Saturday, February 16, 2008

Jodhaa Akbar 

Historical epics may have fallen out of favour in the last few decades—who could outdo Mughal-e-Azam?-- but they used to be a staple of our early cinema, so the genre has its own indigenous roots; which is why there is no reason to compare Jodhaa Akbar with Hollywood sword-and-sandal epics, but does it measure to the standards set by our own cinema?

Yes, as far as grandeur and language is concerned, not so much when it come to sheer drama and poetry that makes film buffs still admire the work of Sohrab Modi—the underrated king of the Costume Drama-- early Shantaram and, of course, K Asif, whose excellence ironically sounded the death knell for the historical.

Ashutosh Gowariker’s film is a throw back to that era of costume spectacles, and he had the modern conveniences of colour and computer technology. It takes courage to make a film like that at a time when attention spans are limited, and the purity of the Urdu and Hindi have all but been abandoned for ‘Hinglish’ and ‘Bambaiya’ dialogue and lyrics.

It is not hard to see why Gowariker is tempted by the idea of making an epic—what else could he do to surpass the magnitude of Lagaan, except costume drama or sci-fi? That’s why it is perhaps disappointing that Gowariker’s vision does not match his scale.

It is his prerogative to meld an entirely fictional love story with a semi-historical account of Akbar as a young man, but it is an uneasy mix. While the love story between the emperor (Hrithik Roshan) and the Rajput princess Jodhaa (Aishwarya Rai) has moments of incandescence, the interludes of Akbar dealing with court intrigues and family conspiracies are tedious. The CGI-assisted battle scenes are not just unimpressive but unnecessary.

You wish Gowariker had reined in his Demille-ian ambitions and made a film about people belonging to two different cultures coming to understand and love each other, overcoming the odds. Like in the recent film on Marie Antoinette, the Hindu Jodhaa would have faced hostility in a Mughal household. Though it is highly unlikely that a Rajput girl brought up in a system as feudal and oppressive as that of the Mughals would have the courage to first put forth conditions before marrying Akbar and then refuse to let him touch her. The fact that Akbar was married several time and to other Rajput women, and that Jodhaa finds no great mention in history except as the mother of Prince Salim (of Anarkali fame), shows that Gowariker’s version of what happened between Akbar and her is at the level of fairy tale.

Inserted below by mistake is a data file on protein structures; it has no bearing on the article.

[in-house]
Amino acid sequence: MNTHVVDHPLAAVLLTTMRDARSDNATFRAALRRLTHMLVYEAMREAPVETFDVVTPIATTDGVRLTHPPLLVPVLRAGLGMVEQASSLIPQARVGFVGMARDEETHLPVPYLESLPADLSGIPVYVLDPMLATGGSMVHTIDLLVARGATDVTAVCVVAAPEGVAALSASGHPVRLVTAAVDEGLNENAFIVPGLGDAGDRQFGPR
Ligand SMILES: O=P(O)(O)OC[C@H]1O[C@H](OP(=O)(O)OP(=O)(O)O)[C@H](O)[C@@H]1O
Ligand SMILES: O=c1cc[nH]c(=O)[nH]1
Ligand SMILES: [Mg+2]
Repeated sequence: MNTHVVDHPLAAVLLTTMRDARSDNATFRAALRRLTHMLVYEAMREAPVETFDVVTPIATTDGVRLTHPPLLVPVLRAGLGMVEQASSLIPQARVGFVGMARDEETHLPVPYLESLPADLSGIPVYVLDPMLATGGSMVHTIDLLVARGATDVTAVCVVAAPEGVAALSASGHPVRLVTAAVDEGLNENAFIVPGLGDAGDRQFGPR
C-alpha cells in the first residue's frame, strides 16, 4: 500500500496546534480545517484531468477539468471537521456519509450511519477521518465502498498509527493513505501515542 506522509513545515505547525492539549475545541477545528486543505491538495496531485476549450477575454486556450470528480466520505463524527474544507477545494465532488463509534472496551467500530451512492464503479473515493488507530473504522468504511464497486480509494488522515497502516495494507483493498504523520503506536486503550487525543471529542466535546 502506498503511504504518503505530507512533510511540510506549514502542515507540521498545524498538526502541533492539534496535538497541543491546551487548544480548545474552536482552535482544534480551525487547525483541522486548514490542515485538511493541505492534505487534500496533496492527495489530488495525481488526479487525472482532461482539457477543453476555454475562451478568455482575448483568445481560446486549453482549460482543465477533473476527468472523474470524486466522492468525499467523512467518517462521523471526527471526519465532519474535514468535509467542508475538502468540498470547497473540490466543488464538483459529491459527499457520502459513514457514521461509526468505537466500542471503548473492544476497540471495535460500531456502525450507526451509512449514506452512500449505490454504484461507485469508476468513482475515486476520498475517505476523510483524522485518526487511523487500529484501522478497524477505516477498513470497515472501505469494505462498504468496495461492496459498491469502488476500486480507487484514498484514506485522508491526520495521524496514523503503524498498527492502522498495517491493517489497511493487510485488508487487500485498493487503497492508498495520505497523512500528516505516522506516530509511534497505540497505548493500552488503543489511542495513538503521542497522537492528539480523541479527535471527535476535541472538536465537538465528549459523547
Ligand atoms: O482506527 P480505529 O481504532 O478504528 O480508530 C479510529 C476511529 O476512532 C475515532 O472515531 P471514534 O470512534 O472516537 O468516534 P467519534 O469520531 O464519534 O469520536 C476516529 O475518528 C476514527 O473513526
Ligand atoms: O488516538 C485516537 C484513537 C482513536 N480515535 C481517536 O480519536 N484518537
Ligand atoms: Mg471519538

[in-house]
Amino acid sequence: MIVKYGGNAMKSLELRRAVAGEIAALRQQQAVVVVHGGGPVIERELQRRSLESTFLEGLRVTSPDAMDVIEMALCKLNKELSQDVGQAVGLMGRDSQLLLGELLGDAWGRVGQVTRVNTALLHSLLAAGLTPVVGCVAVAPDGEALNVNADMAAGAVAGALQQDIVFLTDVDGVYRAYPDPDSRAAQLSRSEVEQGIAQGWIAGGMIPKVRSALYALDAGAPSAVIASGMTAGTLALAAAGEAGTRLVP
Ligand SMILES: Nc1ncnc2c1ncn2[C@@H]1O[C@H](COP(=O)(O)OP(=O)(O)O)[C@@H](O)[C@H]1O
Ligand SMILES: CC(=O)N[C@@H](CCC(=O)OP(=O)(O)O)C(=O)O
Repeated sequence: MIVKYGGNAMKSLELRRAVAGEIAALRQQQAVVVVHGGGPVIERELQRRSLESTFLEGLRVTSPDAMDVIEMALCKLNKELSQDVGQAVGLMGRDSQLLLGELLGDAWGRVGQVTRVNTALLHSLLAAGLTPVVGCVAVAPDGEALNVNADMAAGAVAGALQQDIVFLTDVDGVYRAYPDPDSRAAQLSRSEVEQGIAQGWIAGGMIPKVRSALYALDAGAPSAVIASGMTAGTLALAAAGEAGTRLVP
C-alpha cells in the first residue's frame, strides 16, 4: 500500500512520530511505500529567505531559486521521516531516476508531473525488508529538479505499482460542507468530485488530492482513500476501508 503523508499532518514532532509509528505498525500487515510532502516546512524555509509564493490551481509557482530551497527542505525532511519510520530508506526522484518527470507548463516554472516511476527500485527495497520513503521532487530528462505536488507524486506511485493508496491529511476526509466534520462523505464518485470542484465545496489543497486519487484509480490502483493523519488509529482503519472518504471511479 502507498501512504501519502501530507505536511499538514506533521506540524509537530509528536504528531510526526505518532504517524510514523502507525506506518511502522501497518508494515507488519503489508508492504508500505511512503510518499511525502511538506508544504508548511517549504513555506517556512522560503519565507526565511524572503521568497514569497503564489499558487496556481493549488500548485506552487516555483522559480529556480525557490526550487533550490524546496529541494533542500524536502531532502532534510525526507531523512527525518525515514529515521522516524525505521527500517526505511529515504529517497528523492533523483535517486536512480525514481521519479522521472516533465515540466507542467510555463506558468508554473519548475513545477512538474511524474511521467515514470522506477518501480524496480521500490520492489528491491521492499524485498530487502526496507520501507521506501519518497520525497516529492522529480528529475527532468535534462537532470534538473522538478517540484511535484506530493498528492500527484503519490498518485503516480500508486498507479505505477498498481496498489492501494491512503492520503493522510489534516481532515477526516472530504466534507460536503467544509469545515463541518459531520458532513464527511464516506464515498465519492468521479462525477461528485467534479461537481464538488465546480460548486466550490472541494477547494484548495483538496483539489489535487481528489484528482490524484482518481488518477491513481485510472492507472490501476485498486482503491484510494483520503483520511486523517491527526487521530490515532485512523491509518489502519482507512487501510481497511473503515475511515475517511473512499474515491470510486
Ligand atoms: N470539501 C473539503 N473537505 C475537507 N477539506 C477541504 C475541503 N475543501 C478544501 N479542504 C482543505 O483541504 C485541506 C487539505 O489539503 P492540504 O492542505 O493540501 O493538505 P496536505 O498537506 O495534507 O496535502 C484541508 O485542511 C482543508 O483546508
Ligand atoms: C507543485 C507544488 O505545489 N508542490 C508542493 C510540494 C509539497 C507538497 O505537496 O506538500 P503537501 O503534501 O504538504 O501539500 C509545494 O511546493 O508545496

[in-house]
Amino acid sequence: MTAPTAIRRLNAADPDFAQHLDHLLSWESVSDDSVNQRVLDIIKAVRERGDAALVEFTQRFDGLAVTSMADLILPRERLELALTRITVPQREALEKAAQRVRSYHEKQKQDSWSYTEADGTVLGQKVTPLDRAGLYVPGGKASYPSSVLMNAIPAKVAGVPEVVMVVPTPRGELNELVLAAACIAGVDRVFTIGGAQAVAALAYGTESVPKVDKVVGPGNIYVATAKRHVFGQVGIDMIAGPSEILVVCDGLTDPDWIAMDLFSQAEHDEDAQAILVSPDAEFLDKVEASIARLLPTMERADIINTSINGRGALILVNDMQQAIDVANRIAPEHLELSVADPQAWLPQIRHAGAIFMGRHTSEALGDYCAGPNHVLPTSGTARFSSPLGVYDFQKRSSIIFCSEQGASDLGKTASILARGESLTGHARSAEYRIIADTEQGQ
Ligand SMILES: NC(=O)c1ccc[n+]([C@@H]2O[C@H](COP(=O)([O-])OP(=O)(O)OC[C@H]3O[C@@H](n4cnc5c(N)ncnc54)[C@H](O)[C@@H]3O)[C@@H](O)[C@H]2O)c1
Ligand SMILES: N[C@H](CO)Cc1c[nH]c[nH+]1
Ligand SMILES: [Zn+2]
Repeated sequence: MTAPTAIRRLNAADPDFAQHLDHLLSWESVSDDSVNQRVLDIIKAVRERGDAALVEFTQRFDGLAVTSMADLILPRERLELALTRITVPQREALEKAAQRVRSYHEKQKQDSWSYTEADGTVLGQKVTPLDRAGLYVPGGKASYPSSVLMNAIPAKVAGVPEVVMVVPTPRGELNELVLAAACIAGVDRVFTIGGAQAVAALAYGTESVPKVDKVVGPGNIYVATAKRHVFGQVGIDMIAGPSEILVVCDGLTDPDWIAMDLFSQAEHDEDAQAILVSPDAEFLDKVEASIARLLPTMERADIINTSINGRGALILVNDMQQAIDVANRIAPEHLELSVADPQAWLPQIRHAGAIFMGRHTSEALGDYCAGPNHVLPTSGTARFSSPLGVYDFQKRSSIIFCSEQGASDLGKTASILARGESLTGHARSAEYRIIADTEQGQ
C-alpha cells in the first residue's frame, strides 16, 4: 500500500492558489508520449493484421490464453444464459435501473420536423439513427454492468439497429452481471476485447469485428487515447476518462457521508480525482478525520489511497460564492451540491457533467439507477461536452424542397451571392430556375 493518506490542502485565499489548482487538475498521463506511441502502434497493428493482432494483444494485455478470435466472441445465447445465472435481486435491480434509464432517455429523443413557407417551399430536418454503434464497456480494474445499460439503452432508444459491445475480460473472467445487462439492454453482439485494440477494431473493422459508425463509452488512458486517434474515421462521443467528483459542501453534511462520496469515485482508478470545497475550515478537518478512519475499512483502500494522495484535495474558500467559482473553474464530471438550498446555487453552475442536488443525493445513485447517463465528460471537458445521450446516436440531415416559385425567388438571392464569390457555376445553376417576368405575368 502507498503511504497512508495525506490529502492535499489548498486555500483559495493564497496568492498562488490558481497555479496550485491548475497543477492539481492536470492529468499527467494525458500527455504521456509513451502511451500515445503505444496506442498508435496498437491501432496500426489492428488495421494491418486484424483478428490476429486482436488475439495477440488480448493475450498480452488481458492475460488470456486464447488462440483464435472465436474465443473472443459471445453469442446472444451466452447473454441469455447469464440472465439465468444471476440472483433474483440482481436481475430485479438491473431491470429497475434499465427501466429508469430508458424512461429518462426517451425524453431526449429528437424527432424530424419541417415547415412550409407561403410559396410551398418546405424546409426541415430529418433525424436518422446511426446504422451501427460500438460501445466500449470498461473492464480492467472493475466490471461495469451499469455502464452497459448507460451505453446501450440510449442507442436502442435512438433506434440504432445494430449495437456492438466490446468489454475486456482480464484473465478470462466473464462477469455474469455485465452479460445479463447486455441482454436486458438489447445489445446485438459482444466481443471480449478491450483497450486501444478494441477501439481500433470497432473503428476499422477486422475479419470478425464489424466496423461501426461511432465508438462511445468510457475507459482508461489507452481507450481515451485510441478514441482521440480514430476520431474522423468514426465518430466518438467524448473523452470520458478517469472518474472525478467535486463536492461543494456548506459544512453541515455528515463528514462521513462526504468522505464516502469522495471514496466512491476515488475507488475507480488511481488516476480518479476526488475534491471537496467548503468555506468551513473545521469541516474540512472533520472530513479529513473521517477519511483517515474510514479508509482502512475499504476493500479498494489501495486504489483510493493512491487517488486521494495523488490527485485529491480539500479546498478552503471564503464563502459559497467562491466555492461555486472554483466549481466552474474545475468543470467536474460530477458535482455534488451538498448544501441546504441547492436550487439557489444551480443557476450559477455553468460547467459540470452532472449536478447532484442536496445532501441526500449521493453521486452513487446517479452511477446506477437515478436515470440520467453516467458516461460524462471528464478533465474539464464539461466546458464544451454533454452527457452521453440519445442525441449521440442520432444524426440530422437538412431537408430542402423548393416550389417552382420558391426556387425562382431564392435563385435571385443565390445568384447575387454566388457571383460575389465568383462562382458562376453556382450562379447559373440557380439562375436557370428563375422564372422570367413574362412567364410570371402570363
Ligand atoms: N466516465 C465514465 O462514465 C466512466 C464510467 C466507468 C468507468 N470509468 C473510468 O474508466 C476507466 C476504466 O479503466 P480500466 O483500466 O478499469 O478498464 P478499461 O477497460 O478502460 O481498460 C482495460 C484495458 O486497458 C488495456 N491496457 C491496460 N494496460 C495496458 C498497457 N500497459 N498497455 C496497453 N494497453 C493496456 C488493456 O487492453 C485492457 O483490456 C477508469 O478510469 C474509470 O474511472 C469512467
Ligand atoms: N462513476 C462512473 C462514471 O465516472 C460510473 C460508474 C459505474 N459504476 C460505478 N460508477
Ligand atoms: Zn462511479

Which by itself is not at all bothersome, no matter what the bigots say— what is lacking in the film are real drama and a gripping narrative. All the scenes that remain in memory are ‘items’—Akbar’s fight with a wild elephant, a bare-bodied Akbar flexing his muscles and smirking at the wide-eyed Jodhaa, the sword-fight between the two— there is not one memorable dramatic confrontation.

For all his greatness, Akbar is seen as a bit clueless. He has no idea, for instance, that under his rule Hindu pilgrims have to pay tax. When he abolishes it, the people break into a splendidly choreographed dance, when just a while earlier they were complaining of the high price of food and repression by “outsiders”. When Akbar’s wet nurse (Ila Arun) tries to create a misunderstanding between him and Jodhaa, it is his mother (Poonam Sinha) who quite easily ferrets out the facts. All this and a lot more comes in the way of turning Jodhaa Akbar into a masterpiece, not to mention that the so-called romance and marriage had no lasting impact on posterity, it just brokered a fragile peace between the Rajputs and the Mughals at the time. So only a flawless film could have crossed all these hurdles and interested today’s audience, that is not the least attracted to the past.

That said, Jodhaa Akbar is visually rich (a bit too much, actually), beautifully shot (Kiran Deohans), and you cannot imagine any other actors except Hrithik Roshan and Aishwarya Rai playing these parts. Hrithik wears his Dhoom 2 hair cut, but otherwise has the regal bearing of a king. She looks every inch a princess. The rest of the cast, unfortunately, look like they have strolled out of one of those costume dramas on TV, and act as if they were on stage.

See the film by all means, just don’t go in expecting greatness.


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